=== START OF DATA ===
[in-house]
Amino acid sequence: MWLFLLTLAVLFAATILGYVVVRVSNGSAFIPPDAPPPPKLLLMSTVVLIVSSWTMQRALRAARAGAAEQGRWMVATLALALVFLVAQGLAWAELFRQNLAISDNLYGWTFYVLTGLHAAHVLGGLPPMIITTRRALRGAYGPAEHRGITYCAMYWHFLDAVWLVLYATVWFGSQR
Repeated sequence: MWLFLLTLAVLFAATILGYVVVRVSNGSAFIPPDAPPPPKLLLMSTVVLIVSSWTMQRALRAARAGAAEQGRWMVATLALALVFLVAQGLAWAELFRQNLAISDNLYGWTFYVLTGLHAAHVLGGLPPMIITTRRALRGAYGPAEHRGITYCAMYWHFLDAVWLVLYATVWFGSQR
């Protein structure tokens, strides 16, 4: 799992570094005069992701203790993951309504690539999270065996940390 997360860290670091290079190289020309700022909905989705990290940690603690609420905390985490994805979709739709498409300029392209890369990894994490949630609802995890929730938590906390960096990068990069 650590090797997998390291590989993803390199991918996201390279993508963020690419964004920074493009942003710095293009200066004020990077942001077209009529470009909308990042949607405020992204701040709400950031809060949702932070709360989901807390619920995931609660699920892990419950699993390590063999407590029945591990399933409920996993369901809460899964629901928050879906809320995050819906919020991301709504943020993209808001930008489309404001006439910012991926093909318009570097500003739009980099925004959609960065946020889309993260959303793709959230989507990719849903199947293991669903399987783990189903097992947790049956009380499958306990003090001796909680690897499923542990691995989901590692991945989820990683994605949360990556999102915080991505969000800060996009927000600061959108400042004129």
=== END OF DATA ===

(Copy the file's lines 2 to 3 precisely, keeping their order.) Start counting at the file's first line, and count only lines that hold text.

Amino acid sequence: MWLFLLTLAVLFAATILGYVVVRVSNGSAFIPPDAPPPPKLLLMSTVVLIVSSWTMQRALRAARAGAAEQGRWMVATLALALVFLVAQGLAWAELFRQNLAISDNLYGWTFYVLTGLHAAHVLGGLPPMIITTRRALRGAYGPAEHRGITYCAMYWHFLDAVWLVLYATVWFGSQR
Repeated sequence: MWLFLLTLAVLFAATILGYVVVRVSNGSAFIPPDAPPPPKLLLMSTVVLIVSSWTMQRALRAARAGAAEQGRWMVATLALALVFLVAQGLAWAELFRQNLAISDNLYGWTFYVLTGLHAAHVLGGLPPMIITTRRALRGAYGPAEHRGITYCAMYWHFLDAVWLVLYATVWFGSQR